What does the future hold for X12? Has anyone taken a hard look? The answer is yes! The X12 board has along with quite a few member representatives that have not hesitated to share their welcome views.

The role of X12's Board is to manage the business and affairs of the Corporation. I'm passionate about X12 seizing opportunities. As Board Chair, it's my responsibility to be sure we are ready, willing and able to meet the challenges of the future while keeping in focus the four criteria mentioned above. Thus, the board has been working to identify conditions and obstacles that may pose a barrier to X12's continued success – as well as how we can position ourselves to capitalize on emerging opportunities.

We looked "locally," which means we reviewed opportunities within our member organizations. We concluded we must adapt as we move forward in X12's evolving ecosystem. This means that we – the board and the member representatives – must recognize that the technology used by our members, related companies, their customers and the entire worldwide B2B community will continue to evolve. Some may say there are exceptions to this in some industries where, for example, X12 EDI has been entrenched for more than 30 years. However, because of public cloud-based processing, more prolific customer-configurable applications and mobile-computing are a reality.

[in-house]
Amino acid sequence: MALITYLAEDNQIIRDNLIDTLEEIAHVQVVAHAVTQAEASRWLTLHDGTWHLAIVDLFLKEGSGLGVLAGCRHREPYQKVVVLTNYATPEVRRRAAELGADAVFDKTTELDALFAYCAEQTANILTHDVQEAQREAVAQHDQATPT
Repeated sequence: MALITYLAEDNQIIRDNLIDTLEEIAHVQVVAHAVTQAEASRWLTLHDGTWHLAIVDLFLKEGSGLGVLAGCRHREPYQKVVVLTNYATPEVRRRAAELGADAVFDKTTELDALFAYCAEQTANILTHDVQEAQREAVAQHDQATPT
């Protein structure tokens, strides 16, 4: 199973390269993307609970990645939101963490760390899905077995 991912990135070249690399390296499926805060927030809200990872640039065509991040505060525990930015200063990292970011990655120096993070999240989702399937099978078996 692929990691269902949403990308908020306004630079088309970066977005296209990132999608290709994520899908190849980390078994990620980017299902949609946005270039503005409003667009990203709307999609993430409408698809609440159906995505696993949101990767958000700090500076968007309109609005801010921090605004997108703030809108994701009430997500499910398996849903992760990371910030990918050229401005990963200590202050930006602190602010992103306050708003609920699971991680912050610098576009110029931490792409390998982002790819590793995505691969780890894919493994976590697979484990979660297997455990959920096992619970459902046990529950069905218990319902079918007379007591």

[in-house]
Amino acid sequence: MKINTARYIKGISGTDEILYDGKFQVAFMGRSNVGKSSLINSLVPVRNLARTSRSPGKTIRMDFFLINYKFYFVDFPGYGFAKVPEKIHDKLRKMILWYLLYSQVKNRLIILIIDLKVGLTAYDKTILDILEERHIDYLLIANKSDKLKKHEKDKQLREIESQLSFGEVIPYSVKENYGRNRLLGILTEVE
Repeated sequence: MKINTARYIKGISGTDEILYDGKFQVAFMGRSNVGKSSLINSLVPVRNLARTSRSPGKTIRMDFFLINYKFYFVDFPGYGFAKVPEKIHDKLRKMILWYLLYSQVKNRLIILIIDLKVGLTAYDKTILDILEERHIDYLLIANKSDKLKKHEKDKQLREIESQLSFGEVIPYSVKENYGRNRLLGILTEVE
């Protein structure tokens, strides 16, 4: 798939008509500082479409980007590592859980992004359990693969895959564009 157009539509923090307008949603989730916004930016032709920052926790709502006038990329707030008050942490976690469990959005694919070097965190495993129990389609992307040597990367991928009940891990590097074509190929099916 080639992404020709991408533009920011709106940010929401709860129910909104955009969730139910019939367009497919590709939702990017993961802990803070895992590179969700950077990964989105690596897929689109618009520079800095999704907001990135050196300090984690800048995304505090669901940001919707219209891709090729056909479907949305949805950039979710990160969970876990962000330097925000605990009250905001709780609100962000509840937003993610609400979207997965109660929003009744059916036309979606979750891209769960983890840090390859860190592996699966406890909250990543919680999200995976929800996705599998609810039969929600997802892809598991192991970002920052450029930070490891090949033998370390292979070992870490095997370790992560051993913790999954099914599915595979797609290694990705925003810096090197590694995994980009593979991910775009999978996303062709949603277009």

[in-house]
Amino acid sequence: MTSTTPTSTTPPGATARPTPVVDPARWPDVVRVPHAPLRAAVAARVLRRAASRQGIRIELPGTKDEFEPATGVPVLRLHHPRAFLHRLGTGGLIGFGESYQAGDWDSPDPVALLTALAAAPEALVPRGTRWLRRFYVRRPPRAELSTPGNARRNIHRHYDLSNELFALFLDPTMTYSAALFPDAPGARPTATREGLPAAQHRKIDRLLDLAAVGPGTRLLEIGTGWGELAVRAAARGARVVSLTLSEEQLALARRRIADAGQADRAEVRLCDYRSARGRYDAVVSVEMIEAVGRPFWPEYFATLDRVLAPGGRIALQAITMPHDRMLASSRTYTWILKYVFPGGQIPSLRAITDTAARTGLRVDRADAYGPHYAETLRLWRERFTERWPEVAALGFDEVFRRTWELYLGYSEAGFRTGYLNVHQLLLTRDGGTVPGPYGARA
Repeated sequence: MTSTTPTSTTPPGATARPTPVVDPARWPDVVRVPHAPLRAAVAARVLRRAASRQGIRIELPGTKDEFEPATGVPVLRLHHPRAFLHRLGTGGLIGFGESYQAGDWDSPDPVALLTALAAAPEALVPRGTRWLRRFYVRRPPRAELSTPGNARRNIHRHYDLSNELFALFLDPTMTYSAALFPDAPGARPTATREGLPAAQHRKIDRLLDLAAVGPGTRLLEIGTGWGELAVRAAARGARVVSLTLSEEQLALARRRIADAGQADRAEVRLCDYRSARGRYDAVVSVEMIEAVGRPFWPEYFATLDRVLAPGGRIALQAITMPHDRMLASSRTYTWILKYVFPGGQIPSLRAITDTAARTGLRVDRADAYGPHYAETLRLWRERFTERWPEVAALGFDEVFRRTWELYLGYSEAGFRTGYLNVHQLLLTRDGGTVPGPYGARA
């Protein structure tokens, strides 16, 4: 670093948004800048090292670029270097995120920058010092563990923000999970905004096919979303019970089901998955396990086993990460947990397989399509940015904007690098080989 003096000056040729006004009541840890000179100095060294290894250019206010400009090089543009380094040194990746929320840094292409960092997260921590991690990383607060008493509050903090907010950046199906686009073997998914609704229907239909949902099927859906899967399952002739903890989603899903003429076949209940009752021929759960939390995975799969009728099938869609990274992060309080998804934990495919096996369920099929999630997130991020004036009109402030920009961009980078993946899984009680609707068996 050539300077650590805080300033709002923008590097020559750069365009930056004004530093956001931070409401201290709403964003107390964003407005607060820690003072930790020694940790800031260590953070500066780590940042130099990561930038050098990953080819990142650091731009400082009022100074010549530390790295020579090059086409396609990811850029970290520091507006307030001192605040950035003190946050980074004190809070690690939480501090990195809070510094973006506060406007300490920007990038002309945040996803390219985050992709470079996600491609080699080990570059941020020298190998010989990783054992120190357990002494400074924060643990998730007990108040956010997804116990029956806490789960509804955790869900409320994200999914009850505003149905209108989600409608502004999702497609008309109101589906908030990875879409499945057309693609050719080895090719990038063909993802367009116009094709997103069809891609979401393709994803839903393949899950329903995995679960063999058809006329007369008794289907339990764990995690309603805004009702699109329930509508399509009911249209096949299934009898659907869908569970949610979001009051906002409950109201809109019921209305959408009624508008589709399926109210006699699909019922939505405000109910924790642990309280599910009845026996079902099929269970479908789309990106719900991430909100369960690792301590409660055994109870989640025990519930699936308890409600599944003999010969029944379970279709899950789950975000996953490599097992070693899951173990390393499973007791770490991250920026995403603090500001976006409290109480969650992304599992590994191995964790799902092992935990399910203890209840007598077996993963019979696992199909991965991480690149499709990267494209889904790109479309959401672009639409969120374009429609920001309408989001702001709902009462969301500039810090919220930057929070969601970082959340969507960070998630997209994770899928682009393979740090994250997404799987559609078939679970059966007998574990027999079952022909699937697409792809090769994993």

An example of a "local" opportunity is as follows. There are many reports that indicate X12 has a larger install base across more industries than any other B2B transaction standards body. I don't know if this is true or not, but no matter whether we have the largest base or not, I believe we can do a better job of communicating with our install base, of standing ready to assist when they need it and of letting them know we appreciate their adoption of our work products directly and through others. We are going to focus on those end users by leveraging our relationships with software companies that provide solutions and services to the trading partners, with industry associations, with large trading partners and with government agencies. This will take time, but we're better poised to do it now than we have been since I've been participating with X12.

When we looked "globally," we looked at how ANSI is partnering with the United States Standards Strategy Committee (USSSC) to chart the future of standards and their development in the U.S. If true, in the future, the ideal standards organizations will embody these twelve points as published by ANSI in the USSS:

  1. Strengthen participation by government in development and use of voluntary consensus standards through public-private partnerships